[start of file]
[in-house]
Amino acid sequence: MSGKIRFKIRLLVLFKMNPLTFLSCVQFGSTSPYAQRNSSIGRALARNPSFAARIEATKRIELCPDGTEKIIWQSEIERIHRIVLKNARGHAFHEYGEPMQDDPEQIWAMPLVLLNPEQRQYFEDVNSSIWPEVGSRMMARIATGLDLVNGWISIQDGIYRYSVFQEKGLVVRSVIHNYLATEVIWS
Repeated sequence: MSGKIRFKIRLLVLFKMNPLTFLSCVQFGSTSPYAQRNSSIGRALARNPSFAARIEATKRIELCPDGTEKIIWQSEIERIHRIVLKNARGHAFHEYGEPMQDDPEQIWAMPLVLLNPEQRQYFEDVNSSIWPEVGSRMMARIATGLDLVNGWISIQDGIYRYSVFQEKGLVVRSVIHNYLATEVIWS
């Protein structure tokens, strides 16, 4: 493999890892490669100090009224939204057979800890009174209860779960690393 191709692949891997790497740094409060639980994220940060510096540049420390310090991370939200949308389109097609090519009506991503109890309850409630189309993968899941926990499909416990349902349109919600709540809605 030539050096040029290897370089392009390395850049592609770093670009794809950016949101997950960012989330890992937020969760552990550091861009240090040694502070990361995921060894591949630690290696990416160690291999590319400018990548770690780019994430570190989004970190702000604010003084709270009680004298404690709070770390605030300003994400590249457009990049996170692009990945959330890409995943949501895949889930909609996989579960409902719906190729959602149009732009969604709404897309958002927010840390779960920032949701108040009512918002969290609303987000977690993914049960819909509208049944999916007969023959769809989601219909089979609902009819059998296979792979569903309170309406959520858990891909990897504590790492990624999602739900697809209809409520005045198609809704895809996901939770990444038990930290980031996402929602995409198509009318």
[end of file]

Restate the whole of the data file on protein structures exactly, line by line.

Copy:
[in-house]
Amino acid sequence: MSGKIRFKIRLLVLFKMNPLTFLSCVQFGSTSPYAQRNSSIGRALARNPSFAARIEATKRIELCPDGTEKIIWQSEIERIHRIVLKNARGHAFHEYGEPMQDDPEQIWAMPLVLLNPEQRQYFEDVNSSIWPEVGSRMMARIATGLDLVNGWISIQDGIYRYSVFQEKGLVVRSVIHNYLATEVIWS
Repeated sequence: MSGKIRFKIRLLVLFKMNPLTFLSCVQFGSTSPYAQRNSSIGRALARNPSFAARIEATKRIELCPDGTEKIIWQSEIERIHRIVLKNARGHAFHEYGEPMQDDPEQIWAMPLVLLNPEQRQYFEDVNSSIWPEVGSRMMARIATGLDLVNGWISIQDGIYRYSVFQEKGLVVRSVIHNYLATEVIWS
């Protein structure tokens, strides 16, 4: 493999890892490669100090009224939204057979800890009174209860779960690393 191709692949891997790497740094409060639980994220940060510096540049420390310090991370939200949308389109097609090519009506991503109890309850409630189309993968899941926990499909416990349902349109919600709540809605 030539050096040029290897370089392009390395850049592609770093670009794809950016949101997950960012989330890992937020969760552990550091861009240090040694502070990361995921060894591949630690290696990416160690291999590319400018990548770690780019994430570190989004970190702000604010003084709270009680004298404690709070770390605030300003994400590249457009990049996170692009990945959330890409995943949501895949889930909609996989579960409902719906190729959602149009732009969604709404897309958002927010840390779960920032949701108040009512918002969290609303987000977690993914049960819909509208049944999916007969023959769809989601219909089979609902009819059998296979792979569903309170309406959520858990891909990897504590790492990624999602739900697809209809409520005045198609809704895809996901939770990444038990930290980031996402929602995409198509009318």